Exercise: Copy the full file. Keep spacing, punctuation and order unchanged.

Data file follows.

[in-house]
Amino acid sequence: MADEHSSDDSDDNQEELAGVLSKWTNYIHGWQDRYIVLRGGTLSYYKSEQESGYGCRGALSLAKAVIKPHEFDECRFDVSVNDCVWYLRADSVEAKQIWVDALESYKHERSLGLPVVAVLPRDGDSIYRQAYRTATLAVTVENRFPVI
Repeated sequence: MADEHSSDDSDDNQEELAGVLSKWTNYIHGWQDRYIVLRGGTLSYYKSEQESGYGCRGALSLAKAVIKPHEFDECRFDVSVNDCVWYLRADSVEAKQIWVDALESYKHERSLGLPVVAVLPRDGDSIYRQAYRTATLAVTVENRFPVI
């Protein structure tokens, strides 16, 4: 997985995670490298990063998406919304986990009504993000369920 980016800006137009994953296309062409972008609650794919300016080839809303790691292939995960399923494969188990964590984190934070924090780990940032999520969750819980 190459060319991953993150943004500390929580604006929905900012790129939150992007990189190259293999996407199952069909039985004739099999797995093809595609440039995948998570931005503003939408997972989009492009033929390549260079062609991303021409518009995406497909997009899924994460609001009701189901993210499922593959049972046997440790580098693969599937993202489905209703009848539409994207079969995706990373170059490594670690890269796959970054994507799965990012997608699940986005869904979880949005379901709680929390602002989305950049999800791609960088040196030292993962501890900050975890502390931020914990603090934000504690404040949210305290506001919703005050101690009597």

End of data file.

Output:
[in-house]
Amino acid sequence: MADEHSSDDSDDNQEELAGVLSKWTNYIHGWQDRYIVLRGGTLSYYKSEQESGYGCRGALSLAKAVIKPHEFDECRFDVSVNDCVWYLRADSVEAKQIWVDALESYKHERSLGLPVVAVLPRDGDSIYRQAYRTATLAVTVENRFPVI
Repeated sequence: MADEHSSDDSDDNQEELAGVLSKWTNYIHGWQDRYIVLRGGTLSYYKSEQESGYGCRGALSLAKAVIKPHEFDECRFDVSVNDCVWYLRADSVEAKQIWVDALESYKHERSLGLPVVAVLPRDGDSIYRQAYRTATLAVTVENRFPVI
């Protein structure tokens, strides 16, 4: 997985995670490298990063998406919304986990009504993000369920 980016800006137009994953296309062409972008609650794919300016080839809303790691292939995960399923494969188990964590984190934070924090780990940032999520969750819980 190459060319991953993150943004500390929580604006929905900012790129939150992007990189190259293999996407199952069909039985004739099999797995093809595609440039995948998570931005503003939408997972989009492009033929390549260079062609991303021409518009995406497909997009899924994460609001009701189901993210499922593959049972046997440790580098693969599937993202489905209703009848539409994207079969995706990373170059490594670690890269796959970054994507799965990012997608699940986005869904979880949005379901709680929390602002989305950049999800791609960088040196030292993962501890900050975890502390931020914990603090934000504690404040949210305290506001919703005050101690009597």